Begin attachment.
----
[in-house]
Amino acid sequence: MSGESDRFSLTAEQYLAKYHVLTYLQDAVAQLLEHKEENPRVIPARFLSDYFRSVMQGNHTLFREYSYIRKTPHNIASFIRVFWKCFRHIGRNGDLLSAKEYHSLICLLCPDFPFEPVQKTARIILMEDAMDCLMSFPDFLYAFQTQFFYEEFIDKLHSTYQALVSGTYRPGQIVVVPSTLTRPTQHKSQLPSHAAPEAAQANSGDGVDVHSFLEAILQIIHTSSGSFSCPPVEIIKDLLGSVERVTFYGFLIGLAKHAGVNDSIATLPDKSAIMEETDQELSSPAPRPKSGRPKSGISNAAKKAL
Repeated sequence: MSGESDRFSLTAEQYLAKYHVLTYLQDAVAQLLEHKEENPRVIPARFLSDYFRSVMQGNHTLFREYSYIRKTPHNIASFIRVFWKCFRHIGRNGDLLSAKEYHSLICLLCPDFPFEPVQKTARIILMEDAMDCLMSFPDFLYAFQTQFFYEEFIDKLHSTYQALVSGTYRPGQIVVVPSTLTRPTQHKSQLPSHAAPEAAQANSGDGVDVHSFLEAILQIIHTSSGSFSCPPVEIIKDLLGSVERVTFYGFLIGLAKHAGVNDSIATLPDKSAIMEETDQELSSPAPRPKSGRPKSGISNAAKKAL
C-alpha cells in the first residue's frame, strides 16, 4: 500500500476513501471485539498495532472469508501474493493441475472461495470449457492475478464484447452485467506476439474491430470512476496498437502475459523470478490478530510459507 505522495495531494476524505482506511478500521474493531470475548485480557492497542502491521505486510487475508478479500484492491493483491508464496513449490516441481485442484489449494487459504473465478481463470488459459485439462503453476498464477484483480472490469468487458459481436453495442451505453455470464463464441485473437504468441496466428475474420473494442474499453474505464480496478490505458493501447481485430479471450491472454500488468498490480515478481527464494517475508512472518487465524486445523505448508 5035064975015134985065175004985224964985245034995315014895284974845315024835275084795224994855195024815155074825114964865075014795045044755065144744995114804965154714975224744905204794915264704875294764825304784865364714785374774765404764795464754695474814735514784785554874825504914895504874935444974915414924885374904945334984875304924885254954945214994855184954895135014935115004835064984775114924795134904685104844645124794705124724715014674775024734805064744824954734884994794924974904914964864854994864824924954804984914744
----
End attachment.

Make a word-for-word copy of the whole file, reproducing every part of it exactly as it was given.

[in-house]
Amino acid sequence: MSGESDRFSLTAEQYLAKYHVLTYLQDAVAQLLEHKEENPRVIPARFLSDYFRSVMQGNHTLFREYSYIRKTPHNIASFIRVFWKCFRHIGRNGDLLSAKEYHSLICLLCPDFPFEPVQKTARIILMEDAMDCLMSFPDFLYAFQTQFFYEEFIDKLHSTYQALVSGTYRPGQIVVVPSTLTRPTQHKSQLPSHAAPEAAQANSGDGVDVHSFLEAILQIIHTSSGSFSCPPVEIIKDLLGSVERVTFYGFLIGLAKHAGVNDSIATLPDKSAIMEETDQELSSPAPRPKSGRPKSGISNAAKKAL
Repeated sequence: MSGESDRFSLTAEQYLAKYHVLTYLQDAVAQLLEHKEENPRVIPARFLSDYFRSVMQGNHTLFREYSYIRKTPHNIASFIRVFWKCFRHIGRNGDLLSAKEYHSLICLLCPDFPFEPVQKTARIILMEDAMDCLMSFPDFLYAFQTQFFYEEFIDKLHSTYQALVSGTYRPGQIVVVPSTLTRPTQHKSQLPSHAAPEAAQANSGDGVDVHSFLEAILQIIHTSSGSFSCPPVEIIKDLLGSVERVTFYGFLIGLAKHAGVNDSIATLPDKSAIMEETDQELSSPAPRPKSGRPKSGISNAAKKAL
C-alpha cells in the first residue's frame, strides 16, 4: 500500500476513501471485539498495532472469508501474493493441475472461495470449457492475478464484447452485467506476439474491430470512476496498437502475459523470478490478530510459507 505522495495531494476524505482506511478500521474493531470475548485480557492497542502491521505486510487475508478479500484492491493483491508464496513449490516441481485442484489449494487459504473465478481463470488459459485439462503453476498464477484483480472490469468487458459481436453495442451505453455470464463464441485473437504468441496466428475474420473494442474499453474505464480496478490505458493501447481485430479471450491472454500488468498490480515478481527464494517475508512472518487465524486445523505448508 5035064975015134985065175004985224964985245034995315014895284974845315024835275084795224994855195024815155074825114964865075014795045044755065144744995114804965154714975224744905204794915264704875294764825304784865364714785374774765404764795464754695474814735514784785554874825504914895504874935444974915414924885374904945334984875304924885254954945214994855184954895135014935115004835064984775114924795134904685104844645124794705124724715014674775024734805064744824954734884994794924974904914964864854994864824924954804984914744